[BOOKS] ✯ The Railway Man By Eric Lomax – Saudionline.co.uk


10 thoughts on “The Railway Man

  1. says:

    This is an extraordinary personal rendition of the ordeal of this man s life The writing is to the point and very poignant, giving much feeling to the sufferings the author endured.The author had a rather sheltered life in Scotland His descriptions of his upbringing and his infatuation with trains give stark contrast to the later events Given his predilection for structure, the army also provided that, when he was recruited at the outbreak of war in 1939 He trained somewhat in Scotland and England and then was shipped to India and finally Singapore in November of 1941 His entire life was shattered when he was taken prisoner of war by the Japanese when Singapore surrendered in February of 1942 We are provided with searing portrayals of his long incarceration the torture of himself and his comrades, his interrogations, lengthy imprisonment in small cells where silence was maintained for months at a time The diet was minimal several prisoners contracted diseases and died due to their weakened condition The overpowering strength of this book is how the author endured after the war As can be expected the memories never go away and he develops an enduring hatred of his captors that continually haunts his dreams Brutality is personal and those who experience it carry the physical and particularly, the mental scars for life There is always a simmering pain beneath the surface that corrodes the soul.I will not reveal the conclusion of the book except to say that seldom have I read of such an emotional upheaval with beautiful passages of forgiveness and reconciliation All this occurred fifty long years after the events happened, which demonstrates that indeed life can change for the better.


  2. says:

    I don t know why I m always fascinated in reading memoir of POWs or anyone who lived during the WWII This is my nth time to read a novel with the same setting and I always imagine putting myself on the shoes of those who experienced the war.The hardships of these POWs are detailed on these novels and I can t fathom on how the oppressors could easily torture them How can these devils still sleep at night or did they have conscience, are just some of the questions bugged me whenever I read this kind of books One of the author s oppressors that time was Takashi Nagase Through him, we learnt that there are some people like him during the war who still has conscience However, due to the circumstances, he has no choice but to follow the orders from the high ranking officials because his hands were also tied.I enjoyed reading this novel compared to the movie adaptation The intensity of the emotions and the suffering of Eric Lomax and his fellow comrades are clearly depicted in this book than in the movie.


  3. says:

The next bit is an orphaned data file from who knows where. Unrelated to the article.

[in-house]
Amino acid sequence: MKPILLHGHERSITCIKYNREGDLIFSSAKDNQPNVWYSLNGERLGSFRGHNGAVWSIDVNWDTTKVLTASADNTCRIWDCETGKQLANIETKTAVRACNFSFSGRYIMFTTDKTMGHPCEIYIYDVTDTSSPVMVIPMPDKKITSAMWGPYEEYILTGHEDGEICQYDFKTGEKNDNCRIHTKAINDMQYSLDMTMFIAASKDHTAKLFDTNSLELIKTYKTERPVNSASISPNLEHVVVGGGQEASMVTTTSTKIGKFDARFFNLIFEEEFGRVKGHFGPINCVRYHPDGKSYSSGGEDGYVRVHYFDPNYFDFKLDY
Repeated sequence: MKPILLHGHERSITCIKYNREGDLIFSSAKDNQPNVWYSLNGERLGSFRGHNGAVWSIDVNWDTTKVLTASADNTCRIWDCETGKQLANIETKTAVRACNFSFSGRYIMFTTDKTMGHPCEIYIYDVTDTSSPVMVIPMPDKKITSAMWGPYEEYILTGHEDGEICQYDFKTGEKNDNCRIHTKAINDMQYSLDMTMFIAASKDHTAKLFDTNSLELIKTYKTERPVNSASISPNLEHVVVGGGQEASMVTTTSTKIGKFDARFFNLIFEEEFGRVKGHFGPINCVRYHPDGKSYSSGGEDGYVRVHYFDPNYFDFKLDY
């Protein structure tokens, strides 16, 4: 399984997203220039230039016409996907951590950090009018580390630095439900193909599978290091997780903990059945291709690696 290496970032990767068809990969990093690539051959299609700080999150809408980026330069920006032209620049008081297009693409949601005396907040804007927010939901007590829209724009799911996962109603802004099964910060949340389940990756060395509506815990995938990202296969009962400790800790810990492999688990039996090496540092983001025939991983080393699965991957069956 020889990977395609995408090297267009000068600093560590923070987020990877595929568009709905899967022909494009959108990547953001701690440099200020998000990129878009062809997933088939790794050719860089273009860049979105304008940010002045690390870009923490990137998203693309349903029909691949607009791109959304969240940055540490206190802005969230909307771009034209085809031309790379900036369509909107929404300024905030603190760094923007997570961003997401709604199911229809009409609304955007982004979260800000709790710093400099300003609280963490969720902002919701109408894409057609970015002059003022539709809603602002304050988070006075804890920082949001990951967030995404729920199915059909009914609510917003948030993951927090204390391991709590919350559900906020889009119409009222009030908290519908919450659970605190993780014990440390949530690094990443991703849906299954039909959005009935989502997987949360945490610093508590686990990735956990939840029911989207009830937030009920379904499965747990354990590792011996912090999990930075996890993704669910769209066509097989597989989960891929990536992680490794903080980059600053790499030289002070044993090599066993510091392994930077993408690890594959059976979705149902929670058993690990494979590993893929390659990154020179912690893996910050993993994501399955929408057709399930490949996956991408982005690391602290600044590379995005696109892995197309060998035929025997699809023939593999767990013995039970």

This is one of those rare books which I read because I watched the movie.The movie is not directly related to the book it is about the author, actually, and it is fictionalised and dramatised to a certain extent But it beautifully showcased the story of the man called Eric Lomax, a guy interested only trains and technology how he was physically and psychologically destroyed through years of drawn out torture, and how he brought himself back into life through an astonishing act of forgiveness This book is his own account of his descent into darkness and his triumphant return to light.Eric was a young man, engaged to be married, when he went abroad to fight the Second World War He had the misfortune to be part of the disastrous allied war effort in Malaya against the Japanese Captured by the enemy, he became part of the team who built the infamous Death Railway though not among the labour gangs who were dropping dead like flies at the site, to be buried in unmarked graves The POW camps which Japan ran were themselves a form of slow torture, with rampant malnutrition and disease The Japanese had scarce respect for the life or welfare of captured enemies However, even that was tolerable compared to the tortures they meted out to supposed miscreants Execution was merciful.Lomax and six others were found to be guilty of having constructed radios and listened to broadcasts from the Allied forces and potentially communicated with subversive forces in Malaya To compound his crime, the enemy discovered a map of the railway, drawn by him None of his explanations that he had done it as an enthusiast helped he was seen as plotting espionage All the suspects were brutally beaten two died of the beatings , confined in cramped cages under the hot sun, and Lomax was subjected to a cruel form of water torture rather like waterboarding to make him confess to espionage all the while, both his arms were in splints because they were broken Then they were sentenced to various terms in prison, where extreme malnutrition and overwork ensured that most of them wouldn t ever come out alive However, Eric survived though a totally broken man He came home to find his mother dead and father remarried Unable to connect with his family, he married his fiance and settled down but his ghosts wouldn t let him go, and the marriage broke up.At this low point in his life, he met his second wife Patti, a benign and understanding person, and his life took a turn for the better Even then, Lomax could not let go of his hatred for the enemy, which was symbolically concentrated on the Japanese interpreter Nagase who was present during his interrogation He continuously fantasised about torturing and murdering him, and kept on searching for his whereabouts only to find him in the eighties as a reformed man, a converted Buddhist doing his mite to help the survivors of the war.After a lot of dilly dallying, Lomax decided to meet Nagase, to lay his ghosts once and for ever That meeting turned out to be the turning point in his life From a demon, the enemy was transformed into a human being like himself His hatred went away and along with that, the ghosts of his past This is an uplifting human document about war, man s cruelty towards man, and the redemptive power of forgiveness I read this at a time when many in my family and acquaintances circle are clamouring for war, and it helped me to keep my faith in humanity For, as Eric Lomax says at the end of the book, at some time we all have to stop hating.